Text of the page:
Barclays announced on February 5 it would double the provision it had set aside for redress on the mis-sale of IRHPs from £450m to £850m. RBS, in its annual results published on February 28, increased its provision by 14 times, from £50m to £700m. In March it emerged RBS’s total figure could possibly surpass £1bn. Meanwhile, HSBC has set aside £130m, while Lloyd’s Banking Group has yet to announce a provision, although this is thought to be in the region of £300m.
Taking RBS’s upper estimate of £1bn, these provisions would take the cost of IRHPs mis-selling of the big four banks to more than £2bn. Some analysts are suggesting the final cost could be more than the costs incurred for PPI mis-selling.
Barclays, RBS, HSBC and Lloyds Banking Group have agreed to suspend customer payment obligations under IRHP products on a case-by-case basis where customers can prove they are in “financial distress”. Greg Clark MP, the financial secretary to the Treasury, has asked the FCA to insist banks should relieve loss-making IRHP carriers from their liabilities under IRHP products until their cases have been resolved. The banks are likely to claim indemnity under their financial lines policies in respect of the losses sustained by reason of these voluntary suspensions. This will raise contentious issues of coverage.
Underwriters can take some comfort from the fact the redefining of non-sophisticated customers under the new FCA guidelines should narrow the class of claimants falling within the redress scheme. A further positive is the total redress bill for each bank could be reduced as a result of the FCA’s explicit adoption in its pilot review of the use of common law principles regarding foreseeability and loss causation to determine the measure of recoverable loss. This principle is stated in the FCA’s report in the context of consequential losses only.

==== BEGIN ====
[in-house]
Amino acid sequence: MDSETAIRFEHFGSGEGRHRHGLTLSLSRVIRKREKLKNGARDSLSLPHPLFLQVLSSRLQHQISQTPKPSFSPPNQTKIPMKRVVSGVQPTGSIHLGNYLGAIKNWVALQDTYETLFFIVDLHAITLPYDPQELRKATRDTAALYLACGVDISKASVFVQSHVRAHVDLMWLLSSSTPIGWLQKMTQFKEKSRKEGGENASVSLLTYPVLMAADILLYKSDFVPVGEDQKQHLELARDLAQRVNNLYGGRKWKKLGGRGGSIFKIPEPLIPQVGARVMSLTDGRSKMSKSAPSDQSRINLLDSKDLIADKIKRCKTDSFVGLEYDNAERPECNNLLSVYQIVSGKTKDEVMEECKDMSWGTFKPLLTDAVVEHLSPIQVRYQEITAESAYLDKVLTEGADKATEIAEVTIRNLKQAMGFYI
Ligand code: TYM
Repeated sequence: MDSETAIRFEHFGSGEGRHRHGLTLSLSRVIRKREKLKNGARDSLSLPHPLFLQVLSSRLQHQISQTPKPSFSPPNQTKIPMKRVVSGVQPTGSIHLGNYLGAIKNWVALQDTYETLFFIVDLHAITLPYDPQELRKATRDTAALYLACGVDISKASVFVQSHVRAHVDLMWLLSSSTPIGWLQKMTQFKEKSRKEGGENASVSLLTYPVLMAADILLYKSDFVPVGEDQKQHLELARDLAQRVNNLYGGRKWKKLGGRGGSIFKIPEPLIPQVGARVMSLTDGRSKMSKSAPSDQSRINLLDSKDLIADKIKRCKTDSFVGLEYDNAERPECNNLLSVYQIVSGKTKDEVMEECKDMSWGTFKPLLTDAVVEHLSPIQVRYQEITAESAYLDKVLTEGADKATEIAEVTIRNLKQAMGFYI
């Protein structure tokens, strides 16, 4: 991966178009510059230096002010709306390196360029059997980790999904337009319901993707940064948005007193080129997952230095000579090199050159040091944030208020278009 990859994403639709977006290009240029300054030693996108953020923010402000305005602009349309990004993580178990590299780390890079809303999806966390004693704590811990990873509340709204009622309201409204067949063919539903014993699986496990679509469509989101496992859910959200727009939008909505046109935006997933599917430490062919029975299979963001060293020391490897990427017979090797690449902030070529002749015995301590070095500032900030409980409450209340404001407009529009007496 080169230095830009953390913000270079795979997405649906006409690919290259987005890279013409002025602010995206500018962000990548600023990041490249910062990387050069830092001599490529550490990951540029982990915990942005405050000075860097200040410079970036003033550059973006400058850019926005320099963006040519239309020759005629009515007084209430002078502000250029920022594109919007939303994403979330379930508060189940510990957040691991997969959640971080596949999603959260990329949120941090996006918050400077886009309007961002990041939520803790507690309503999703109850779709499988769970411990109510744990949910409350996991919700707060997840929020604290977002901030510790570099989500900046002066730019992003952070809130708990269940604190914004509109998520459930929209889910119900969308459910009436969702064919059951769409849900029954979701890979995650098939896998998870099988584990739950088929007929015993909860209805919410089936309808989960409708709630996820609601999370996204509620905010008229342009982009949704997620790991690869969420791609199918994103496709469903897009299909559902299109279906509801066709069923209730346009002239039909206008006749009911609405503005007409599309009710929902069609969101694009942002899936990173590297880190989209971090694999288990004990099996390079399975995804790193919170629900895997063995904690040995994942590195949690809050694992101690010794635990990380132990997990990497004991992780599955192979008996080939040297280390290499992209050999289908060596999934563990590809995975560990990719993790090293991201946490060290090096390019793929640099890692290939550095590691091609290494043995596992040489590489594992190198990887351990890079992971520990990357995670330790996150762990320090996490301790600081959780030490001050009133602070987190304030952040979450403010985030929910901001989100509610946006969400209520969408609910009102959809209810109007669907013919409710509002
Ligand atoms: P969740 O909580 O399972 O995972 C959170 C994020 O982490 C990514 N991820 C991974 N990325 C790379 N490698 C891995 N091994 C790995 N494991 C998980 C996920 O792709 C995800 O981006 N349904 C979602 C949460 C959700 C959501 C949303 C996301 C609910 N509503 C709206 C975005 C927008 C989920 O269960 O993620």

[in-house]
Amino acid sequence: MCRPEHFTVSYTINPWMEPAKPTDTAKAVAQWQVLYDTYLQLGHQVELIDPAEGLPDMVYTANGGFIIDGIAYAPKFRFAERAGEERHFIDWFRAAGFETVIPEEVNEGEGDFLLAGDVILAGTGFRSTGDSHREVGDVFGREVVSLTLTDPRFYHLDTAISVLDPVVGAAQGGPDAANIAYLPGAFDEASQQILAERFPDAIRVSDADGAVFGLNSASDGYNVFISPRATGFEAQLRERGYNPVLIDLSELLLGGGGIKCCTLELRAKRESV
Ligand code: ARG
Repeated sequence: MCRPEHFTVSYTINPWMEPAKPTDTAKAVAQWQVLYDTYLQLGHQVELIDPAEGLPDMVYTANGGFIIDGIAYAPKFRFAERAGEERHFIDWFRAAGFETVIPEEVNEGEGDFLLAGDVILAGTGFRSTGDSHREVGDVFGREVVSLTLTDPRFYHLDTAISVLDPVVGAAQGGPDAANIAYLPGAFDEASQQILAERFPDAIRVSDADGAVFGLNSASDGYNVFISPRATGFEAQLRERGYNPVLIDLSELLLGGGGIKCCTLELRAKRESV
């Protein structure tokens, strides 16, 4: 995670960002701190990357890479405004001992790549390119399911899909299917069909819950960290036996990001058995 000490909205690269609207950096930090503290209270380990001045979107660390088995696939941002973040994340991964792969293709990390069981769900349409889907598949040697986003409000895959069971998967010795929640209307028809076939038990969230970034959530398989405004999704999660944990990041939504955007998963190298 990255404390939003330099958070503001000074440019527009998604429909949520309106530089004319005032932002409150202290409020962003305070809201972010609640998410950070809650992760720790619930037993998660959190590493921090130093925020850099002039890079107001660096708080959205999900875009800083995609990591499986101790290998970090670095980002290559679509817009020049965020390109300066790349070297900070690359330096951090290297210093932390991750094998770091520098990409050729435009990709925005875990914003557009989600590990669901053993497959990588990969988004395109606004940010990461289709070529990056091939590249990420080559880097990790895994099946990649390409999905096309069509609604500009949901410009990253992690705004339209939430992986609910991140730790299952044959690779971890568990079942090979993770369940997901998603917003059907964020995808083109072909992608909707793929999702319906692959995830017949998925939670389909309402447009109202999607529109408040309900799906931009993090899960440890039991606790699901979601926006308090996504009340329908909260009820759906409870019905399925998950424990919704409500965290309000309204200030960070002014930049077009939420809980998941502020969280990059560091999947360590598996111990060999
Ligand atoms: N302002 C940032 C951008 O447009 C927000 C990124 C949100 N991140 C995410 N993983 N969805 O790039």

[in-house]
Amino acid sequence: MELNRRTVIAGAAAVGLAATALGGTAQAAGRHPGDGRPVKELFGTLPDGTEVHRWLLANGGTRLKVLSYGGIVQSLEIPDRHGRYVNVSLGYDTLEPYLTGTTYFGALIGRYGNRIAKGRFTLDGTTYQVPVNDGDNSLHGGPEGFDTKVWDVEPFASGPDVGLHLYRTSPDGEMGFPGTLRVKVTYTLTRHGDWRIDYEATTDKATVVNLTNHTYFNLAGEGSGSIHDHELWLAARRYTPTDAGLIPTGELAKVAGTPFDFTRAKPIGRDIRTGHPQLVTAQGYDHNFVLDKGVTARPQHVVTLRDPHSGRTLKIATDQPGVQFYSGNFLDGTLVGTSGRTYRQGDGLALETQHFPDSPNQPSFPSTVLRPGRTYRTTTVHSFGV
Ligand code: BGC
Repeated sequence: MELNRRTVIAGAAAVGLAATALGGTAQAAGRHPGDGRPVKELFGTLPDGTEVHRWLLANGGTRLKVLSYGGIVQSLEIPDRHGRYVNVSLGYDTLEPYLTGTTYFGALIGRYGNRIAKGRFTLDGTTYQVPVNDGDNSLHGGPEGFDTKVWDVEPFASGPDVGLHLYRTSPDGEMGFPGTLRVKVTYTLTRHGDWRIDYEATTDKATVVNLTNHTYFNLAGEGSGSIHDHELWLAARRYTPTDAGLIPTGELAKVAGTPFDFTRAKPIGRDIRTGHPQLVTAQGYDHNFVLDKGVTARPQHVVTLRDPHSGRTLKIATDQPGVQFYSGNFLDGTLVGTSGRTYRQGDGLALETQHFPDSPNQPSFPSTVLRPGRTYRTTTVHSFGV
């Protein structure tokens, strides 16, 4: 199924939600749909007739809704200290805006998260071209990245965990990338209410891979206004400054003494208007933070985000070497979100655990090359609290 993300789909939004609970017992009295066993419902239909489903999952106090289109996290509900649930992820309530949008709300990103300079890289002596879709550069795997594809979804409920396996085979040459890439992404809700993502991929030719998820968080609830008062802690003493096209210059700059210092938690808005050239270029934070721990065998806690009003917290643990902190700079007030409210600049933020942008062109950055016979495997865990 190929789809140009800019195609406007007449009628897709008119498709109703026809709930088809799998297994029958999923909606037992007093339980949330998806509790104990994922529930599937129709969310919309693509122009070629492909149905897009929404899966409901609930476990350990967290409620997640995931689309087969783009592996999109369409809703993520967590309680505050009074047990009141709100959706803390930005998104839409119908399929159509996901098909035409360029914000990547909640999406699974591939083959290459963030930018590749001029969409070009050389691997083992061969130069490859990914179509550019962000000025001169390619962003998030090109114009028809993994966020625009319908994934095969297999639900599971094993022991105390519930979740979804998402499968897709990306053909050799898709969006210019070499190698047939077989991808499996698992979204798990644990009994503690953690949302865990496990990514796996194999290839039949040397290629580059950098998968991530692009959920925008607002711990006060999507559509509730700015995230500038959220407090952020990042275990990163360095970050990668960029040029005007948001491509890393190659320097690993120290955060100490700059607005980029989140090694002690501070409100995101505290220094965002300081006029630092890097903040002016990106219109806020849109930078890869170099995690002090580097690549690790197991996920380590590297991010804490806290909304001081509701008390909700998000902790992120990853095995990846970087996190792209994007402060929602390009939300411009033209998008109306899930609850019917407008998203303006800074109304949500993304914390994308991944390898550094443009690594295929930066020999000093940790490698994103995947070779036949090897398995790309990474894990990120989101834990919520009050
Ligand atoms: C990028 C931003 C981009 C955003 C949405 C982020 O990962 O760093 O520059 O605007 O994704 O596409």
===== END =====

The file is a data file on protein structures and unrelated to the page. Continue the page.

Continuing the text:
However, in our view, it would make no sense to acknowledge these principles only in relation to consequential losses. Clearly, these principles should apply to the primary measure of damages, which would bring the assessment into the High Court territory rather than adopting the “fair and reasonable” principles, which the Financial Ombudsman Service would apply. This will have a significant impact on the overall quantification of recoverable losses.
The Green case is clearly an encouraging example of a successfully defended claim, which shows the English courts will uphold the bank’s position where the investor understood the risks. However, the outcome was entirely fact-dependent; the bank’s successful defence was only available because its file included well-documented evidence of risk warnings. Nevertheless, the judgment demonstrates the English courts will not necessarily take a pro-consumer stance where the evidence justifies this. Following intervention from the FCA, it has been reported the Court of Appeal has accelerated the appeal hearing date to late July.
Despite the successful defence of the first reported claim, the latest FCA sample review has identified a high proportion of claimants with valid mis-selling claims. The FCA’s criteria for “non-sophisticated” customers may be open to challenge but, as things stand, the banks involved have agreed to adopt these guidelines for their voluntary redress schemes, which they are aiming to complete before the end of this year. In such cases, it is likely to be in underwriters’ interests to be engaged in, or at least monitoring closely, this review process. The coverage response will raise a number of considerations, including the requirement to demonstrate an actual legal liability as recently affirmed by the Astra Zeneca v Ace and XL judgment.